Adults Before Their Time: Children in Saudi Arabia's Criminal Justice System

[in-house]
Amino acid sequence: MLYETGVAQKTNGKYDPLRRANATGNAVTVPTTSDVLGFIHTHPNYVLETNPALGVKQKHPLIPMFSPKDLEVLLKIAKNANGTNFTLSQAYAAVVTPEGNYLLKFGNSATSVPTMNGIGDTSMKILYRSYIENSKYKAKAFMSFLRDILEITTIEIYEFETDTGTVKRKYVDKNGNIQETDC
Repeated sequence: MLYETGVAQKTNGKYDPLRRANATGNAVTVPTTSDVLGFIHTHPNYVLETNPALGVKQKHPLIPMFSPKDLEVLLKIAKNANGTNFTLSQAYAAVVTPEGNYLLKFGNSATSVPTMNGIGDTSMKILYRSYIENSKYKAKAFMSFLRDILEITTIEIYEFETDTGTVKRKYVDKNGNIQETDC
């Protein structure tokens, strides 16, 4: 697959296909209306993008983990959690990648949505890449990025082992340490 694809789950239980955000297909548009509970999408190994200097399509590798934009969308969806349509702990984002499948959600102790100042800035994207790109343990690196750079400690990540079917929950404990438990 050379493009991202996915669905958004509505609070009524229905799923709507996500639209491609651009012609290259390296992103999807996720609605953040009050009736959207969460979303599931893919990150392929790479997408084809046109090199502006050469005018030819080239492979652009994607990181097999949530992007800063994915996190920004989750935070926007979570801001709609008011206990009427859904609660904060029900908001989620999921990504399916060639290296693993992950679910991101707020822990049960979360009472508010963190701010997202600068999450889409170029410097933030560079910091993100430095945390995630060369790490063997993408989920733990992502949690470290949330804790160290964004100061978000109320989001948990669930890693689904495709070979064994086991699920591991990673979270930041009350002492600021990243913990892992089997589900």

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Saudi Arabia’s criminal justice system lacks any codified penal law and grants prosecutors and judges broad discretion in charging and sentencing individuals for ill-defined offenses. This promotes arbitrary outcomes that contravene international standards of due process, and whose impact is magnified because Saudi Arabia retains the death penalty and other forms of physical punishment as criminal sanctions, including flogging and amputation. For children who come into conflict with the law, Saudi Arabia has juvenile courts and detention facilities, but no comprehensive legislation or framework to address how these children should be treated. This means they suffer under a system that ultimately fails to uphold the rights of all children to protection from abuse and ill-treatment and to due process, and discriminates against girls and foreign children. Children are especially at a disadvantage in a criminal justice system that takes little account of their special needs.

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